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The degeneration of electoral democracy – columns

India and the United States are proud of being the world’s largest democracies. But over the last few weeks, neither has been a good advertisement for that form of government. Democracy is about putting power in the hands of the people.

The United States presidential election campaign and the India’s assembly election campaigns have been about battles for personal power. In the United States, the verbal punch-up between Democratic challenger Joe Biden and President Donald Trump descended to the level of a TV bar brawl. It is also now clear that many more voters than expected bought into Trump’s rather ugly narrative of what the United States would be like under Biden.

In Bihar, chief minister Nitish Kumar has battled for his personal political survival. The Rashtriya Janata Dal (RJD)’s Tejashwi Yadav is fighting to save the Lalu Prasad dynasty. In the Madhya Pradesh (MP) by-elections, almost all the Bharatiya Janata Party (BJP) candidates originally fought and won on the Congress ticket. Once they realised that the path to greater power may lie in switching ranks, they shifted to the BJP.

The late Rajiv Gandhi had hoped that by passing the anti-defection Act, he could end the “aya ram gaya ram” culture which made such a mockery of elections and the party system. But voters willing to tolerate turncoats have undermined the Act. In Bihar, Nitish Kumar’s Janata Dal (United) won the last election in alliance with the RJD. Now, they are rivals and Kumar is fighting in alliance with his former foe, the BJP.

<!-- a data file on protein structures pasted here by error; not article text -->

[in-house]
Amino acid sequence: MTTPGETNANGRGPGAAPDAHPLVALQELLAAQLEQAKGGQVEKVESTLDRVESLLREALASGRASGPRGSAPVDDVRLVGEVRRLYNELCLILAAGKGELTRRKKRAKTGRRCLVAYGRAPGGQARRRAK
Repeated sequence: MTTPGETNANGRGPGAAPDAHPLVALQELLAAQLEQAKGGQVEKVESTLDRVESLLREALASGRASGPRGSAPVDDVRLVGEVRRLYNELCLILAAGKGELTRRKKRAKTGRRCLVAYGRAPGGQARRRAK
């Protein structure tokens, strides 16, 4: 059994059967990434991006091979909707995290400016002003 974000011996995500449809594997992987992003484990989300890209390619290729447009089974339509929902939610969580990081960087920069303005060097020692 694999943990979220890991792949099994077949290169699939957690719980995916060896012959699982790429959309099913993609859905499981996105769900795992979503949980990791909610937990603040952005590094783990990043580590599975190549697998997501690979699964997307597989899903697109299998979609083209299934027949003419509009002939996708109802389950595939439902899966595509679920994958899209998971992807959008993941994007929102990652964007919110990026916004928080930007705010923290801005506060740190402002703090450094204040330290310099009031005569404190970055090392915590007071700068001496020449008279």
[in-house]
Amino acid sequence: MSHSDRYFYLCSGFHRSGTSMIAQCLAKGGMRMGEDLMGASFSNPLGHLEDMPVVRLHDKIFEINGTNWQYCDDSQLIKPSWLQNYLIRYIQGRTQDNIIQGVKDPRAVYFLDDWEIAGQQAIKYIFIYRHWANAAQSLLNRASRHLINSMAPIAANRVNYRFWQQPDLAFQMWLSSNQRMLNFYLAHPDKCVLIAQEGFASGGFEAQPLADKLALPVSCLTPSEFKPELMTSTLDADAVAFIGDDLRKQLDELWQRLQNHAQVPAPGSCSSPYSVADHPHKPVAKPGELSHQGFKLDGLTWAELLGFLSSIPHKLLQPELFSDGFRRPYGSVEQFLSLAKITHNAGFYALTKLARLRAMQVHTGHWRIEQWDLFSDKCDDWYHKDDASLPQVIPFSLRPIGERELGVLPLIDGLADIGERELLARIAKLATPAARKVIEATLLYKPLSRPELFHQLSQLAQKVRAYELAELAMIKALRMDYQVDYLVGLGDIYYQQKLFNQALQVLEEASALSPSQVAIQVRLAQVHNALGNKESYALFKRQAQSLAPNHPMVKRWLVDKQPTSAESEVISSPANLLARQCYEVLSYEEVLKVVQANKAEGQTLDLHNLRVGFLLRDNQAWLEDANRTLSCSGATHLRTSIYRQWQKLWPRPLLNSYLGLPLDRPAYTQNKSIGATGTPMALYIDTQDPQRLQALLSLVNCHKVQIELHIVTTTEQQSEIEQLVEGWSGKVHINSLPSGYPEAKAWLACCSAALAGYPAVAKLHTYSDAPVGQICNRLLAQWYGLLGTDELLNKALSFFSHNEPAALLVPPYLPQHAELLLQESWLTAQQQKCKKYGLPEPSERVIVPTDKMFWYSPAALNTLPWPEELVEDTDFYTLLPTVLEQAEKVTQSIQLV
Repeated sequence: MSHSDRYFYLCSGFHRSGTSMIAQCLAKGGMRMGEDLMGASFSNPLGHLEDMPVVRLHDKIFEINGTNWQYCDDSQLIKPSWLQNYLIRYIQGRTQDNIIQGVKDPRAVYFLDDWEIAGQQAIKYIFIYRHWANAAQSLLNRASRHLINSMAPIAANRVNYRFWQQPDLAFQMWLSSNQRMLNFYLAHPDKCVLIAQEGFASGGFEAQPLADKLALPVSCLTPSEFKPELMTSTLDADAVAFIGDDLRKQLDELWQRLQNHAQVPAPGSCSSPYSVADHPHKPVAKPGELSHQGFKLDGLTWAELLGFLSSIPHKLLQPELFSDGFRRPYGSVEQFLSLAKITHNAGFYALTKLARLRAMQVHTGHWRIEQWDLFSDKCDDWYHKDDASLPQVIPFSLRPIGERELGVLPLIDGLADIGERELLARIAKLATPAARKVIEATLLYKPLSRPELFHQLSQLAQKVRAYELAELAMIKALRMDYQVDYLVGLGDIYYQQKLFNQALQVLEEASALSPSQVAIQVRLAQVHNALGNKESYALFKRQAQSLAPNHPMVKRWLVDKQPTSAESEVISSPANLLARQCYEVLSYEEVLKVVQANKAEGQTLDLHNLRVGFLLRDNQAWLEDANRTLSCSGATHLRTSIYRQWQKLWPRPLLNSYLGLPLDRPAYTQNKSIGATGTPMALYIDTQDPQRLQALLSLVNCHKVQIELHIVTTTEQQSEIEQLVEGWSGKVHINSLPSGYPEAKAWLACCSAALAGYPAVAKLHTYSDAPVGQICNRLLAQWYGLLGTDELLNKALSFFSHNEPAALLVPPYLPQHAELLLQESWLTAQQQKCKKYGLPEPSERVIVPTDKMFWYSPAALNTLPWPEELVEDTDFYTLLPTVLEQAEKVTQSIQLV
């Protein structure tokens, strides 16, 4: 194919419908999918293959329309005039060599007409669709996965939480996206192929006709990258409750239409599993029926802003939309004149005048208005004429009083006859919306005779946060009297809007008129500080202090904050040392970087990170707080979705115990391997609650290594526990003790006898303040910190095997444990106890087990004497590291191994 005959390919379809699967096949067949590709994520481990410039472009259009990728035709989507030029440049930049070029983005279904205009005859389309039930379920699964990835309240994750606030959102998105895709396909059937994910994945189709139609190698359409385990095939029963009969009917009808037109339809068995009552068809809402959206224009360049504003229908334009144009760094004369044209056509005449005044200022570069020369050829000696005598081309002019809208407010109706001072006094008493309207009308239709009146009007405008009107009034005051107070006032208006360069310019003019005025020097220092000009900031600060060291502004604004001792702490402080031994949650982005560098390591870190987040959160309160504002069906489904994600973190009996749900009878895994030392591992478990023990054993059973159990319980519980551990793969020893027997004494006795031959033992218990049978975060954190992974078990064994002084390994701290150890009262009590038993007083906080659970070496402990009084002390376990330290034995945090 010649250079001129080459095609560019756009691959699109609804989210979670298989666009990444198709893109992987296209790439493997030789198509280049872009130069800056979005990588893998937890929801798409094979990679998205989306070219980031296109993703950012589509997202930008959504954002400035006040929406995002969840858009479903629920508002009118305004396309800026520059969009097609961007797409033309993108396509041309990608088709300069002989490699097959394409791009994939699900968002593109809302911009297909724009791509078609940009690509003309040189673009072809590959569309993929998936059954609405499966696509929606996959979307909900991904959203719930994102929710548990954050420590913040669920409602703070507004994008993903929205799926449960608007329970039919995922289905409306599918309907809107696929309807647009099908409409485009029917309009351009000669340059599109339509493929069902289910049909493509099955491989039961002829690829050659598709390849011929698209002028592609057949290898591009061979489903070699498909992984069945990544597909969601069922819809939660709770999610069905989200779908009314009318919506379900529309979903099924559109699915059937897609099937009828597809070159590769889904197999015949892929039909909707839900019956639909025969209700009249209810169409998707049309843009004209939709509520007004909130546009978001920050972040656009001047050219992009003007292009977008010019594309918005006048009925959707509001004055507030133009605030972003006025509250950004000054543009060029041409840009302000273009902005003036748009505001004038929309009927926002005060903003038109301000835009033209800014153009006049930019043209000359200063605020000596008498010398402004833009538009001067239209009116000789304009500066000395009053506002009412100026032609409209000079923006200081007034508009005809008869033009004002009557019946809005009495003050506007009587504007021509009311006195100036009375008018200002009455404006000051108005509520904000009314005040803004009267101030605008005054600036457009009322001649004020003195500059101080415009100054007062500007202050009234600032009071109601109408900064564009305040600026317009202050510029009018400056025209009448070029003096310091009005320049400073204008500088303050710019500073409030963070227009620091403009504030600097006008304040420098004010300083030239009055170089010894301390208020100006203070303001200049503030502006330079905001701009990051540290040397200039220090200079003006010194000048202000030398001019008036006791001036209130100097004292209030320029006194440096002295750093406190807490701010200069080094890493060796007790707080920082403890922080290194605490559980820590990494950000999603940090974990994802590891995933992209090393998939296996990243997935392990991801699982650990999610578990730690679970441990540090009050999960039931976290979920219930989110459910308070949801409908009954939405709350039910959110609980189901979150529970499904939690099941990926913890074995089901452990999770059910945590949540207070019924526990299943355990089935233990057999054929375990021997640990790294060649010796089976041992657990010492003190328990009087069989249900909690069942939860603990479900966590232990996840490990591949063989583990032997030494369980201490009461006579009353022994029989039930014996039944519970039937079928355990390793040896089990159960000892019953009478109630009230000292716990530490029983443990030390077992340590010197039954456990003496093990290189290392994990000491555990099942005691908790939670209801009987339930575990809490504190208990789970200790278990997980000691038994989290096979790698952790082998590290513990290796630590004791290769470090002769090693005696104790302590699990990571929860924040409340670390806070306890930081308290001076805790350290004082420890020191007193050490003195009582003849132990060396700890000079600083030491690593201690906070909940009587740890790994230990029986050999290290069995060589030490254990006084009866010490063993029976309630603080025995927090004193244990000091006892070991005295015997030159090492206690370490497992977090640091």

In both India and the US, the election system throws up results which do not reflect the votes cast. In the last United States election, Hillary Clinton won more votes than Trump, but lost the election. There are different rules in different states for voting and counting. Well before counting, Trump said he would use every legal uncertainty these differences created if he did not win outright.

In India, the equation between seats and votes leads to absolute majorities being won without a majority of votes. In last year’s general election, the BJP won an absolute majority of 303 seats with just 37.56% of the votes. Voting is spread over an inordinately long time so the political climate might change when votes have been cast in some parts of the country and are still to be cast in others. The Election Commission, once an institution feared by politicians, has become a paper tiger.

Elections in both countries have become focused on personalities, not policies or parties. Watching this Bihar campaign on television, I noticed that when voters were asked who they would vote for, they responded by saying Nitish Kumar or Tejashwi Yadav or even Narendra Modi although he is not in the fray. Very few named a party. In the United States, the whole election coverage revolves around a Trump versus Biden fight.

This strengthens the influence of personality cults and populism at the expense of policies and achievements. Personalisation leads to the unhealthy concentration of power in one person’s hands. So, it must be hoped that Indian and American voters will eventually realise they are being taken for a ride and demand electoral reforms which lead to fair democratic elections and a healthy democracy.

The views expressed are personal

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